6.3.2 Case 2 – Urban Planner

When companies are considering the location of its headquarter, production site, shop etc. they are considering different variables, as this decision is rarely one-dimensional. The issue of choosing the best location is therefore based upon the multidimensional decision making.

Example 6.11: Multidimensional Decision in Sport

Every year there is a sporting event when shooters are competing in three different disciplines. The first discipline is rimfire pistol, distance is 25 meters, and the target is standard 50/20 according to the ISSF where the best score is 10 point, the circle with 10 is 50 mm wide. Competition is ten rounds theoretical maximum is 100 points. The second discipline is rimfire rifle, and the distance is 50 meters, the target is the ISSF air rifle target with the ten as maximum, and the ten circles is 11,5 mm. Competition is again ten rounds, and the theoretical maximum is 100 points. Finally, the third discipline is centerfire pistol steel targets, and the main aim is to knock down five steel targets as fast as possible, best shooters finish this discipline between 5 and 6 s.

Any shooter can be immediately disqualified for safety violations – as for this sport, this is extremely important – and for unsportsmanlike conduct.

To determine who is the best shooter in a separate discipline is quite easy. In first two, it is the shooter with the highest points, in the last discipline, it is the shooter with the shortest time. Table 6.4 presents the model results for 20 shooters in each discipline and to find the best one in each is quickly done by the naked eye.
Table 6.4

Results of the competition

 

Name

Rimfire pistol

Rimfire rifle

Steel targets

Points

Points

Time

1

Alice

82

74

7.7

2

Brenda

60

65

11.54

3

Cecil

67

78

6.73

4

Donna

80

80

12.07

5

Eve

41

42

14.03

6

Frank

93

78

7.86

7

Gina

93

92

8.81

8

Hana

86

87

9.05

9

Ivan

86

80

11.2

10

John

49

54

9.05

11

Karl

47

83

7.53

12

Lena

64

64

11.34

13

Mike

86

91

6.2

14

Nora

75

64

6.81

15

Oscar

56

76

8.45

16

Peter

85

89

4.63

17

Quinn

61

61

8.5

18

Robert

76

86

11.28

19

Stefania

88

92

9.95

20

Tim

89

94

6.62

Source: Authors

However, to determine, who is the best shooter of the day, that is a multidimensional problem. Also other issues are how to measure and how to compare various metrics and measures as some metrics are positive (it is better to have high values such as points), some are negative (it is better to have lower values, such as time), some have limited values (it is impossible to get 160 points based upon 10 shots), some have unlimited values (theoretically there is no time limit for steel targets), etc.

The first possible approach towards the problem is ranking. The ranking is based upon ranks to determine who is first, second, third etc. in each discipline separately. This is usually easy and is based upon simple measurement and determining ranks. After that, the sum of ranks for each competitor is calculated. Theoretically, if there is a competitor, who is best in all three disciplines, the best (minimum) value is 3. The best competitor is the one with the lowest rank-sum. Ranks are shown in Table 6.5.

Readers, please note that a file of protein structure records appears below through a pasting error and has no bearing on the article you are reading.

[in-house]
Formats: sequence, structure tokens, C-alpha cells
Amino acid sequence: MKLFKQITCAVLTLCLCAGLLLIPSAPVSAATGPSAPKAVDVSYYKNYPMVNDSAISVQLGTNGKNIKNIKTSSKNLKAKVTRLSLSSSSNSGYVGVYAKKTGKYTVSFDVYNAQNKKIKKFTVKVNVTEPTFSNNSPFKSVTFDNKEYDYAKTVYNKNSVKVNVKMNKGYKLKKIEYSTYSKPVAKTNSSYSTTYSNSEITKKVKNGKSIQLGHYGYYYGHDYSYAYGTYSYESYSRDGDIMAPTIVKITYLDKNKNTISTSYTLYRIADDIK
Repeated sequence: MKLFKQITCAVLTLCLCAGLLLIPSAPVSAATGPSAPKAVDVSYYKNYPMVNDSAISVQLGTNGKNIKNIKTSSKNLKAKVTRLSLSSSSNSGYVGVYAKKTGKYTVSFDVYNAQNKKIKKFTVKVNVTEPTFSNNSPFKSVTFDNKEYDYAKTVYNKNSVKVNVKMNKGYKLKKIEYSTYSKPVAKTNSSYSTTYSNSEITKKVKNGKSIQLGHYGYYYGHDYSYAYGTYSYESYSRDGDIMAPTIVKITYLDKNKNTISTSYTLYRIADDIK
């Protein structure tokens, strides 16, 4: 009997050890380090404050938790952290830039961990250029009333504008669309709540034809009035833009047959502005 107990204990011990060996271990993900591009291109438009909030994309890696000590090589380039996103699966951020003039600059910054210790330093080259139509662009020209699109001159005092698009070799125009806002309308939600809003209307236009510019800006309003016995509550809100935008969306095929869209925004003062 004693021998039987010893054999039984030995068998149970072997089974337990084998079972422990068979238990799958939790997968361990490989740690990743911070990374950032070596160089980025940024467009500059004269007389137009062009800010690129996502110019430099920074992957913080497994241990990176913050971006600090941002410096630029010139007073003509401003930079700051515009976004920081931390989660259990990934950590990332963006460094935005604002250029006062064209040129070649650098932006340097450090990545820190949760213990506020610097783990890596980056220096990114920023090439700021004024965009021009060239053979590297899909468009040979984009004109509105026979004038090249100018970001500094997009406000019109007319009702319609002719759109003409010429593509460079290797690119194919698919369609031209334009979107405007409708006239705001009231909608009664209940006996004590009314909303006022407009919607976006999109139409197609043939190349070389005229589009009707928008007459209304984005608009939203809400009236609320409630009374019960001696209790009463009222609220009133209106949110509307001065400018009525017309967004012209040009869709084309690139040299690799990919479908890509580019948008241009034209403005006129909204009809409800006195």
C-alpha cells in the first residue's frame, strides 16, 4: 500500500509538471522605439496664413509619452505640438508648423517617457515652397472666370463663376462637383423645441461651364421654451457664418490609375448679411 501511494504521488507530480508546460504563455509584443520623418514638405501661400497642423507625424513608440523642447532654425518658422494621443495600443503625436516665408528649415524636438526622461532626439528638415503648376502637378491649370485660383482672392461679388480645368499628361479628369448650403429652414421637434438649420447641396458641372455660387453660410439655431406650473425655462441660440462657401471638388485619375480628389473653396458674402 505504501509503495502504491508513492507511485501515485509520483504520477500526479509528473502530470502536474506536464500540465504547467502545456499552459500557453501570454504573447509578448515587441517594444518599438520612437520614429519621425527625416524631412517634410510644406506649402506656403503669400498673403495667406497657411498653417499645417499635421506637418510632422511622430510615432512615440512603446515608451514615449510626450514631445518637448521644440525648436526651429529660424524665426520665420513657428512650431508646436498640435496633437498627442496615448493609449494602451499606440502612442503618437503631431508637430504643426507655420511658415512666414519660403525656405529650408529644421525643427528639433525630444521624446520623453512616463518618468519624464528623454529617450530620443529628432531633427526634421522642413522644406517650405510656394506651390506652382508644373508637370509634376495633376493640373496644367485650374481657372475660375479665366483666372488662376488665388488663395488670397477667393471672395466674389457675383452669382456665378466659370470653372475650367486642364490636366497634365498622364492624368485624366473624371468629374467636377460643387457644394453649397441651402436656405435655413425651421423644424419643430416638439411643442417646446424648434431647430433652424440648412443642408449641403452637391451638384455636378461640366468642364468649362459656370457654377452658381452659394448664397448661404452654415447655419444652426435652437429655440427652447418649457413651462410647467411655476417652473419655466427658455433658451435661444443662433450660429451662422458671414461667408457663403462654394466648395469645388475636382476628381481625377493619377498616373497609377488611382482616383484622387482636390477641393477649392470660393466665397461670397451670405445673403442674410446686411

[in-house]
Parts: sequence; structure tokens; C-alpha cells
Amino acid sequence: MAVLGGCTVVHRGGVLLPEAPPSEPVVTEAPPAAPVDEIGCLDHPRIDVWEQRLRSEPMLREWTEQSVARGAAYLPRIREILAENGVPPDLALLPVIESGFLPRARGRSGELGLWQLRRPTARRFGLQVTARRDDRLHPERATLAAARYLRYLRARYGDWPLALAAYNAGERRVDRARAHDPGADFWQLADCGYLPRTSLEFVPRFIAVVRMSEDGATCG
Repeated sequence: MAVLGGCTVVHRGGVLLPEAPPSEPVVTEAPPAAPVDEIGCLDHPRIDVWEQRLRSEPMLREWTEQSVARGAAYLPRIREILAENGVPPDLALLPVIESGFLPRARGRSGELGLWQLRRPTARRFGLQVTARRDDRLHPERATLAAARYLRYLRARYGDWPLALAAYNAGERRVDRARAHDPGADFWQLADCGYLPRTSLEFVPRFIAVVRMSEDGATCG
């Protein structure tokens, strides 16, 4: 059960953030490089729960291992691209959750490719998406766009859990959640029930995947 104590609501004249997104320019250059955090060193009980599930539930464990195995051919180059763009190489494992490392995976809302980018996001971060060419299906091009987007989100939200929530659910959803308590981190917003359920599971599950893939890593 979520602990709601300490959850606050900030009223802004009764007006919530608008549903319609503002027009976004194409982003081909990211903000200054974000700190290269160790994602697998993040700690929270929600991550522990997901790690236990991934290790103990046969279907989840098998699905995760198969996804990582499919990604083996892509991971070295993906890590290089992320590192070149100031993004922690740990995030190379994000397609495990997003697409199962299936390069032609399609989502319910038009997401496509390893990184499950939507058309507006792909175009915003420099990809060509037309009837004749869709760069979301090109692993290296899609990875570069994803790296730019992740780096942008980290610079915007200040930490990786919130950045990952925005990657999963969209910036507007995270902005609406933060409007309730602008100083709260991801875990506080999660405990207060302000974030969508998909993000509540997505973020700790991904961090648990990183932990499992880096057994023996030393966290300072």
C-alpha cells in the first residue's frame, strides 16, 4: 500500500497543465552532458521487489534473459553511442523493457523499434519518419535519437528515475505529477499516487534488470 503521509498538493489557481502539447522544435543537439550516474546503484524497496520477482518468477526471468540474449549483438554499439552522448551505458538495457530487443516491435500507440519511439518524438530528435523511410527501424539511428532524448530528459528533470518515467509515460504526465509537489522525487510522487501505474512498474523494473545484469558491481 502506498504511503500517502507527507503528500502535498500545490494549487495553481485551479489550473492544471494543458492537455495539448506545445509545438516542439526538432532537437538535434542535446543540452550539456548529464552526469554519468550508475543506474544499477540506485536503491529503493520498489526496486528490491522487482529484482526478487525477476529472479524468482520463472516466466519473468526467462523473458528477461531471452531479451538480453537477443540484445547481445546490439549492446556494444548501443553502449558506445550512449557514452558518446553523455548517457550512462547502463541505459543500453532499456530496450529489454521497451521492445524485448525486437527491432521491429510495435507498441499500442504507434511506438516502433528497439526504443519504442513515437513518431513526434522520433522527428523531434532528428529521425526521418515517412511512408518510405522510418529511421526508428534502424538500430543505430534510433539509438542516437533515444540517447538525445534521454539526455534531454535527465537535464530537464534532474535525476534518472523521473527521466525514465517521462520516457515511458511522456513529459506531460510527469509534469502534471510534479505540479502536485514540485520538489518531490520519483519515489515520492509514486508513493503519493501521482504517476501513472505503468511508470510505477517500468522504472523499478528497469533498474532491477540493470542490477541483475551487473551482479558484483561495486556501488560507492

Table 6.5

Ranking

 

Name

Rimfire pistol

Rimfire rifle

Steel targets

Rank Sum

Final rank

Rank

Rank

Rank

1

Alice

9

14

7

30

10

2

Brenda

16

15

18

49

18

3

Cecil

13

11

4

28

8

4

Donna

10

9

19

38

14

5

Eve

20

20

20

60

20

6

Frank

1

11

8

20

5

7

Gina

1

2

11

14

3

8

Hana

5

6

12

23

7

9

Ivan

5

9

15

29

9

10

John

18

19

12

49

18

11

Karl

19

8

6

33

11

12

Lena

14

16

17

47

17

13

Mike

5

4

2

11

2

14

Nora

12

16

5

33

11

15

Oscar

17

13

9

39

15

16

Peter

8

5

1

14

3

17

Quinn

15

18

10

43

16

18

Robert

11

7

16

34

13

19

Stefania

4

2

14

20

5

20

Tim

3

1

3

7

1

Source: Authors

Based on Table 6.5, it is possible to determine the best shooter of the whole contest, and it is Tim, who has the lowest sum of ranks. There are two third places (Gina and Peter), etc.

In case there are exactly 20 competitors, the relative difference between each rank is exactly 5%, which is not necessarily the truth. The difference between Tim (rank 3 in the first discipline) and Stefania (rank 4 in the first discipline) is one point. Because the maximum is 100 points, the difference is 1%. The two competitors have practically the same result. However, the ranking approach conclusion is that the gap between 3rd and 4th place is 5%. Theoretically, if there are two competitors (A and B), two disciplines (I and II) and results are as shown in Table 6.6, there is the wrong conclusion.
Table 6.6

Ranking issue demonstration

 

Disciplines

Competitor

I

II

Rank I

Rank II

Rank Sum

Final rank

A

100

99

1

2

3

1

B

35

100

2

1

3

1

Source: Authors

The ranking approach suggests both competitors equal, which is not valid, as they are (almost) equal in the discipline II. However, different in discipline I. However ranking system is assuming an equal difference between ranks, thus smoothing the differences. One possible solution for this issue is the relative approach to ranking.